A year after GBAC STAR Facility Accreditation was introduced by ISSA, Canadian facilities of all purposes and sizes continue to achieve certification as a method of communicating their cleanliness and infection control best practices.
Now, sports arenas are beginning to join the party.
Montreal’s Bell Centre, the home of the Montreal Canadiens, recently secured accreditation, becoming the first Canadian hockey arena to do so.
“Since the start of the pandemic, our priority as an organization is to do everything possible to ensure that we create a safe and reassuring work environment for our employees, our teams as well as for the opposing teams who will have to use the Bell Centre,” says Daniel Trottier, Executive Vice President, Guest Services and Facilities Operations at the arena’s operator, Groupe CH.
“Our teams have worked tirelessly for several months to establish safety and risk management protocols that meet the highest standards of safety and compliance with health measures as requested by the Public Health authorities. This GBAC STAR accreditation validates our teams’ excellent work. The Bell Centre therefore obtains the same third-party validation as the Pierre-Elliott-Trudeau International Airport in Montreal, ensuring that the building is ready to welcome the return of hockey in complete safety.”
Bell Centre isn’t the first sports stadium to achieve the accreditation, which is focused on ensuring a clean, safe, and healthy environment in public and commercial facilities, and outlines best practices, protocols, and procedures to control risk factors associated with infectious disease, including SARS-CoV-2.
Back in September 2020, Vancouver’s BC Place became the first Canadian stadium to become accredited. Meanwhile, south of the border, numerous U.S. baseball stadia as well as several NBA and NHL arenas have also become GBAC STAR accredited venues.
Committing to a cleaner Canada
Those sports stadia only scratch the surface of the level of uptake that has been seen in Canada, however. There have been numerous groundbreaking firsts in recent months.
In February, Manulife Investment Management was the first Canadian real estate landlord to achieve accreditation, getting seven of its Montreal office facilities accredited.
Last month, TO Live became the first Canadian performing arts organization to commit to achieving GBAC STAR accreditation for its venues, which include iconic Toronto venues Meridian Hall, St. Lawrence Centre for the Arts, and Meridian Arts Centre.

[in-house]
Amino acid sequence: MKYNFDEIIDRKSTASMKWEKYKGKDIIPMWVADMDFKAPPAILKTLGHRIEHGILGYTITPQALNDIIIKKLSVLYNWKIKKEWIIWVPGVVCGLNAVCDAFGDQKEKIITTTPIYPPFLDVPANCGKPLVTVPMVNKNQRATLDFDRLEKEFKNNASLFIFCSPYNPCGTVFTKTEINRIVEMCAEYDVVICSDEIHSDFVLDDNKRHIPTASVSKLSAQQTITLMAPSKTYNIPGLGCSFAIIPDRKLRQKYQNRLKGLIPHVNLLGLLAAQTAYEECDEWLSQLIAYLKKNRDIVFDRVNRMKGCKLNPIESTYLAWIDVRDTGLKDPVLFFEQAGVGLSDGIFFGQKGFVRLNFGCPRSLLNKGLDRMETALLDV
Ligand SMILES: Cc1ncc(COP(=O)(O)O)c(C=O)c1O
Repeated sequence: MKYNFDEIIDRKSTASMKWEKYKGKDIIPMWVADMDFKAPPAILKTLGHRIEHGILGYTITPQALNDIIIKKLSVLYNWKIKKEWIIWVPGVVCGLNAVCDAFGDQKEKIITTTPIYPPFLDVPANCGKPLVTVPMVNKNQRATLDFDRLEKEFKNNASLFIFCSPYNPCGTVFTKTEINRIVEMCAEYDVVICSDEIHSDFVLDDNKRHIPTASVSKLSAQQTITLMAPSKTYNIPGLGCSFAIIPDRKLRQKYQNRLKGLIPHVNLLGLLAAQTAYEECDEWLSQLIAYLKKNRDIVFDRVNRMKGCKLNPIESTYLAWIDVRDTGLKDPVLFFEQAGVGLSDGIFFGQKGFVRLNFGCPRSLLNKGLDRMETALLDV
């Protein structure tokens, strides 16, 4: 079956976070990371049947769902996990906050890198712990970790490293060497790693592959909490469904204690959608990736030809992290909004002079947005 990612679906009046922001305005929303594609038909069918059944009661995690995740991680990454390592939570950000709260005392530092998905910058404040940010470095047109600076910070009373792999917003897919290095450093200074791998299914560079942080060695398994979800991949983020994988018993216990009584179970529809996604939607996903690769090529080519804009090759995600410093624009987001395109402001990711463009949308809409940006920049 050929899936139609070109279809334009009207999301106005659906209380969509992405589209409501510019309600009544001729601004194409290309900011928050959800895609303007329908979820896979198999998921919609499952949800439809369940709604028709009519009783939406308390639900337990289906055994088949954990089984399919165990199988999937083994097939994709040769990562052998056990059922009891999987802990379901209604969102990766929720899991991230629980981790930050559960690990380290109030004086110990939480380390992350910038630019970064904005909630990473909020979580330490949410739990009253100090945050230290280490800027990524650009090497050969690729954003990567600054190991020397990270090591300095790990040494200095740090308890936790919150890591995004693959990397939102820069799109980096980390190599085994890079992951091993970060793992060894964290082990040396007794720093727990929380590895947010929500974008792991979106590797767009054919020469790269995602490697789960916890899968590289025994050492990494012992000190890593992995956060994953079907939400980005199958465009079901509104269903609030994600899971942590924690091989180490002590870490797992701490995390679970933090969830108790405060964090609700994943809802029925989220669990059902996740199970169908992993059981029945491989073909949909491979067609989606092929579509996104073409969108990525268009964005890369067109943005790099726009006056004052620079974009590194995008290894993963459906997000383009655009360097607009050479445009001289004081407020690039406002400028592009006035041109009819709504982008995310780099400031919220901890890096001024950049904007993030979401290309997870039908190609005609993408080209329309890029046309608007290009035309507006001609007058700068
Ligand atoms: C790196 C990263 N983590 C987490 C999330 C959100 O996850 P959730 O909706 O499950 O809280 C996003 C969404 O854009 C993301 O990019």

Given the extent to which the COVID-19 pandemic has transformed both the mechanics of cleaning and the communication and visibility of infection prevention measures, there’s reason to suggest the future may be in wider accreditation.
In mid-March, Explore Edmonton, the visitor economy and venue management organization for the Albertan city, announced a collaborative initiative to pursue city-wide GBAC STAR accreditation. That would make it the first and only Canadian destination to obtain accreditation for its entire metropolitan area, and one of only two destinations in North America.
Edmonton’s city-wide certification would encompass Edmonton International Airport; Edmonton Destination Marketing Hotels (EDMH), which oversees 38 properties across the city; Rogers Place; the Oilers Entertainment Group; and the already-accredited Edmonton Convention Centre and Edmonton EXPO Centre.
At the time of that announcement, Maggie Davison, acting CEO of Explore Edmonton, said: “Edmonton’s tourism, hospitality, and events industries will play an important role in our region’s post-COVID-19 recovery, getting people back to work, welcoming travellers back to the city, and delivering important economic and social benefits to our region. Edmonton’s GBAC STAR accreditation will ensure our international airport, major venues, and hotels are all working toward the same standards for cleanliness and outbreak prevention. By working in partnership, Edmonton can safely reopen for business and provide one of the safest travel experiences in North America, from arrival to departure.”
Just how wide the uptake could be is still to be seen.
In the U.S., for example, as well as a wide, wide variety of stadia, hotels, offices, convention centres, and others, the Central Ohio Transit Authority has achieved accreditation for all of its transport centres and administrative offices.
GBAC STAR accreditation details
To achieve GBAC STAR accreditation, facilities must follow specific performance and guidance criteria to show compliance with the program’s 20 elements, which range from standard operating procedures and risk assessment to personal protective equipment (PPE) and emergency preparedness and response measures.
“GBAC STAR is the gold standard of safe facilities, providing third-party validation that ensures facilities implement strict protocols for biorisk situations,” said GBAC Executive Director Patricia Olinger. “Accreditation empowers facility owners and managers to assure workers, customers, and key stakeholders that they have proven systems in place to deliver clean and healthy environments that are safe for business.”
ISSA and GBAC also recently announced it has launched a new Services Accreditation to run alongside the Facility Accreditation, with Colorado-based CCS Facility Services becoming the first business in the world to achieve it.
MediaEdge is a proud reseller of the GBAC STAR and GBAC fundamentals online course. Please see the program details and links below.
- Commercial facility owners looking for GBAC STAR accreditation can follow the link here.
- ISSA has also released a new GBAC fundamentals online course specifically designed for cleaning workers on the frontlines of the coronavirus fight. Please click here to register.
For additional program details and information, please email firstname.lastname@example.org or contact him at (416) 803-4653.